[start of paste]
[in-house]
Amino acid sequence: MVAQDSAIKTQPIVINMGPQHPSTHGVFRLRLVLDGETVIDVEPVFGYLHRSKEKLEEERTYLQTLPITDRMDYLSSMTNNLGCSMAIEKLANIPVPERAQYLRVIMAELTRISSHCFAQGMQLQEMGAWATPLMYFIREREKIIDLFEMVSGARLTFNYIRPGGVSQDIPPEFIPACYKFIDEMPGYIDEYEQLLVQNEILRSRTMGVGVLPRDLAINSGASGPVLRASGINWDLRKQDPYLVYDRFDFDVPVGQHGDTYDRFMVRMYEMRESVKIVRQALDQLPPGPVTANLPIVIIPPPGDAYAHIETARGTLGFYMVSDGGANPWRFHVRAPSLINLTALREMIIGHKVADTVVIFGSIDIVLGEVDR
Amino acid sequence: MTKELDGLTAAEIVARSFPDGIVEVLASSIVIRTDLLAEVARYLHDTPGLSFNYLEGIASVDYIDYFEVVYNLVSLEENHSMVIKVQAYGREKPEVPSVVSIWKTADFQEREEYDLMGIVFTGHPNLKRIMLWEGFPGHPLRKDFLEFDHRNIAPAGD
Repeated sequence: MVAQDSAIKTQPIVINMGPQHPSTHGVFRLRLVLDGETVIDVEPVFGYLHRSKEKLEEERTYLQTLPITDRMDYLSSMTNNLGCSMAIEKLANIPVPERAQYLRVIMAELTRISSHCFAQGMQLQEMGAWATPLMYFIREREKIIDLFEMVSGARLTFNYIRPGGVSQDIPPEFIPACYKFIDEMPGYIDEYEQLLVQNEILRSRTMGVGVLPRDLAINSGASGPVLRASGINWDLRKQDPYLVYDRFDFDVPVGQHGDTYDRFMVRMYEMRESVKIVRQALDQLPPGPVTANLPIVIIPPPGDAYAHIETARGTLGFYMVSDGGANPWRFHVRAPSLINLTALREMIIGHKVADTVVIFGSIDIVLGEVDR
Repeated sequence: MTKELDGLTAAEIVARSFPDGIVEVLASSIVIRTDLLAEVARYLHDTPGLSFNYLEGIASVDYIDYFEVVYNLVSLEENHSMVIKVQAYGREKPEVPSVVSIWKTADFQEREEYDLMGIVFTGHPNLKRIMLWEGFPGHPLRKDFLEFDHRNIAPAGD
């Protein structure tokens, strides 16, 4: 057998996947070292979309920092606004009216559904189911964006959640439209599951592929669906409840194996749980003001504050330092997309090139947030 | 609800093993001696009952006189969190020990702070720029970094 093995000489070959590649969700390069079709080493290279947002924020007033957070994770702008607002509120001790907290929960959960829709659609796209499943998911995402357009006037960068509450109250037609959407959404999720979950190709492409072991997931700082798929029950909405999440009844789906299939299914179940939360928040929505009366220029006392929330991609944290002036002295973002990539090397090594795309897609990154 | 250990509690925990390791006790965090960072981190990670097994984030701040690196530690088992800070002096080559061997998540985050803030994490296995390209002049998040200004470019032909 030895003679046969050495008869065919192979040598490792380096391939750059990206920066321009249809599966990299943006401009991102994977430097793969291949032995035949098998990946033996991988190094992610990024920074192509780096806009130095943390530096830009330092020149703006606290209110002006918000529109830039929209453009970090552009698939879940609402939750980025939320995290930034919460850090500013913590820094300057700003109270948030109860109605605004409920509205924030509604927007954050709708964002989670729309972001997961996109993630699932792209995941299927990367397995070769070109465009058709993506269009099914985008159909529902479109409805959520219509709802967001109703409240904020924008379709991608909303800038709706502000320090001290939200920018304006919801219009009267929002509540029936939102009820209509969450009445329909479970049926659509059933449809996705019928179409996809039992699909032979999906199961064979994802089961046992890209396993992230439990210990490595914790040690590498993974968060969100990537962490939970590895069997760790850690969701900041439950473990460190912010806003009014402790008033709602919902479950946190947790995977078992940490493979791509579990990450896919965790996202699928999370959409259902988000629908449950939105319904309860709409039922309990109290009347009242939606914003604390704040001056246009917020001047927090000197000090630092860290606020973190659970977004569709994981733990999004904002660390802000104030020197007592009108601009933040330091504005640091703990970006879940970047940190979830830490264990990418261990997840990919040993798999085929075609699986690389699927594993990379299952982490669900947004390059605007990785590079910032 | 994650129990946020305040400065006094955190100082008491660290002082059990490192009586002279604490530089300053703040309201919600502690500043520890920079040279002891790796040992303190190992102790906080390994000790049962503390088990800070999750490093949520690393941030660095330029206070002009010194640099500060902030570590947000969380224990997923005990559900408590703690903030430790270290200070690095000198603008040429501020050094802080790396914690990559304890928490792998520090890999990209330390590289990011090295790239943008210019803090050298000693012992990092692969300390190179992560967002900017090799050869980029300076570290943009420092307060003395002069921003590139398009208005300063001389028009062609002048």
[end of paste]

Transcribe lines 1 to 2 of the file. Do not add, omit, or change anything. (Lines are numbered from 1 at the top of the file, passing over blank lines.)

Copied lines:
[in-house]
Amino acid sequence: MVAQDSAIKTQPIVINMGPQHPSTHGVFRLRLVLDGETVIDVEPVFGYLHRSKEKLEEERTYLQTLPITDRMDYLSSMTNNLGCSMAIEKLANIPVPERAQYLRVIMAELTRISSHCFAQGMQLQEMGAWATPLMYFIREREKIIDLFEMVSGARLTFNYIRPGGVSQDIPPEFIPACYKFIDEMPGYIDEYEQLLVQNEILRSRTMGVGVLPRDLAINSGASGPVLRASGINWDLRKQDPYLVYDRFDFDVPVGQHGDTYDRFMVRMYEMRESVKIVRQALDQLPPGPVTANLPIVIIPPPGDAYAHIETARGTLGFYMVSDGGANPWRFHVRAPSLINLTALREMIIGHKVADTVVIFGSIDIVLGEVDR